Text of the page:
Luke Allnutt has a particular deftness with images and imagery, this is utilised cleverly by the fact that…  is a photographer. This is a story filled with stark images and a vividness of description without  seeming forced. In fact the style is sparse and lean which means that the ferocity of the emotion  being barely contained  by two personalities so different in their coping mechanisms.  Unable to share their grief and the burden of their own questions about the futility and desperation and projected blame for this tragedy, both parents draw into their own worlds informed by their own formative years.

The book’s  symbolism of the child’s near obsessive love of high places and the juxtaposition of  the ideas of Heaven, of  raising a child  in prayer are cleverly mined and exposed for our perusal. The idea of peace coming with the acceptance  that  suffering is ended  seems ludicrous  as the aftershocks of the loss ricochet into the future for both parents.

It is here the book rises head and shoulders above what could easily have fallen into the trap  of being  mawkish  and overly provocative. There is some searing and seething examination of  the  way technology can be a curse as well as a boon in times of trouble, again cleverly placed against the fact that… is very at home with computers, code and  the internet. Personal  Research causes pain and consternation, reaching out to “Others who know” creating hope and supportive connections but also opening  hearts wishing for miracles up to the risks of  exploitation and frustration, zapping strength and stealing time perhaps better placed living in the now.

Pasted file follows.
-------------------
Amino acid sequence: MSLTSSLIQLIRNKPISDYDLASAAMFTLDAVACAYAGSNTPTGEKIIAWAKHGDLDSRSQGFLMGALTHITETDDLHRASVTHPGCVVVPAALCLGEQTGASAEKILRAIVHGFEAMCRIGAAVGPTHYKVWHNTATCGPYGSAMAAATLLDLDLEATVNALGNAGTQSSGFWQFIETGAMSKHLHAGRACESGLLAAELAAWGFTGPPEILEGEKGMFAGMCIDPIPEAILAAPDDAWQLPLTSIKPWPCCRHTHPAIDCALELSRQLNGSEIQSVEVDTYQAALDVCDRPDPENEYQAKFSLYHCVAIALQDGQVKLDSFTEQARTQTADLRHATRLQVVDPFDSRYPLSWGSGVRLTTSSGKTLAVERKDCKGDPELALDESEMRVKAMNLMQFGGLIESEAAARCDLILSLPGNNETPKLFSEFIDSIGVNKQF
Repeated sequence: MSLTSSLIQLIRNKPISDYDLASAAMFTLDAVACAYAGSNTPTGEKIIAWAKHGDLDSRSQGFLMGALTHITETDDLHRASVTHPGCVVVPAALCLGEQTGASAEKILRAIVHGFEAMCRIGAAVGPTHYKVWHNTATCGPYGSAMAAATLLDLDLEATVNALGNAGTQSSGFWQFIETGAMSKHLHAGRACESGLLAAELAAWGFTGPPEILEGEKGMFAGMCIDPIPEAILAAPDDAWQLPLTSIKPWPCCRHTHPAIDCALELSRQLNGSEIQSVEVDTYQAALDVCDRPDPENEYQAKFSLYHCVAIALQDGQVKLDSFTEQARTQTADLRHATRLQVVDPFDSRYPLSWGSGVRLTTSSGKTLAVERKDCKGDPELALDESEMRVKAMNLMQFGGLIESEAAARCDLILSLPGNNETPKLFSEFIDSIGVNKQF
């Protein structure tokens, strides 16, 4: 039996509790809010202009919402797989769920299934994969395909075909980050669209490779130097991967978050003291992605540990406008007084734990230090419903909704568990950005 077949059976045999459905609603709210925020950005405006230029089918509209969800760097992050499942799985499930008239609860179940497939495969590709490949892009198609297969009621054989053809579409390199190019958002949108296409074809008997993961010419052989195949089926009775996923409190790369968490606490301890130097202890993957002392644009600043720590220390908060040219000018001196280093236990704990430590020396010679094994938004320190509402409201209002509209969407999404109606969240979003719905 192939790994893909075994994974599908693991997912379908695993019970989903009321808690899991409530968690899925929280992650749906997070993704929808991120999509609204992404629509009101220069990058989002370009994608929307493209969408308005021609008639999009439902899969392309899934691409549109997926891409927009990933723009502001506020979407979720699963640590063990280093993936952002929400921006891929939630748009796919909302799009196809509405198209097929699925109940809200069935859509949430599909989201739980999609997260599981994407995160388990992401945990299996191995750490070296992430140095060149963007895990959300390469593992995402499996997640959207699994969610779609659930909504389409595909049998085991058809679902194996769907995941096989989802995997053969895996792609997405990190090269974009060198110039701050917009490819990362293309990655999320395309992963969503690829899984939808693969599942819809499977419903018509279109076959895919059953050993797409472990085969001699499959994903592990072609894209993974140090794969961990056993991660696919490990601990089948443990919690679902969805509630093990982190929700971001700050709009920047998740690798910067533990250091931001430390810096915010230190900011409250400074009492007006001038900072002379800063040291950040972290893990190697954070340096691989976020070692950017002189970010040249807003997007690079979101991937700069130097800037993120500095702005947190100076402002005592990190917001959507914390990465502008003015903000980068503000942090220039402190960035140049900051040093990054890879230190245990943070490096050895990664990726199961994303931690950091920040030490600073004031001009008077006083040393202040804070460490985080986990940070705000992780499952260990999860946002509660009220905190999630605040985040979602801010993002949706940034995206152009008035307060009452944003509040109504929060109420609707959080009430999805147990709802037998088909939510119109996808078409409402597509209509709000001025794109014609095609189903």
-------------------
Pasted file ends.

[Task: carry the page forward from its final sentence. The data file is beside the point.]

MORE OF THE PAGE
Consider the plethora of platitudes  banded about when a child falls ill , the “thoughts and prayers “stock responses we are all guilty of  and public expressions  of  gratitude for what we, the luckily unscathed  have; that did 
make me sit and think about my own social media footprint when tragedy strikes those just outside my most precious inner circle. 

I  felt this book keenly and I cried copious tears.  I will never be able to look at a bouncy castle without a pang, but  it is so much more than a tear jerker, it has strong messages about how we meet tragedy in our lives and how we respond both internally and publically. I strongly urge you to seek it out. I do not think you will be disappointed.

Tuesday, 6 February 2018

The Hazel Wood By Melissa Albert

The Hazel Wood - YA Fantasy

This really is a book after my own heart.  This is a fairy tale for the world weary, a fantasy for realists and children’s book suitable for any adult. Angry Teen Alice and her Mother are on a never ending quest to outrun their bad luck and the legacy of being the family of the infamous author of an extremely rare but near mythic tome of Fairy Tales. Soon the characters begin to cross boundaries into our world and we into theirs and that’s just the start.

This is a tremendously well crafted dark fairy tale, I thoroughly enjoyed this macabre story. There is plenty for readers to get their teeth into, creepy kids, shadowy figures in the periphery of consciousness , Grandmothers, Kings Queens and Princes both Royal and commoner both.

It reminds me of a darker modern amalgam of the Neverending Story and the InkHeart books but there is enough freshness and dark vivacity to the narrative that you are swept along with Alice as she embarks on the journey of her life, quite literally.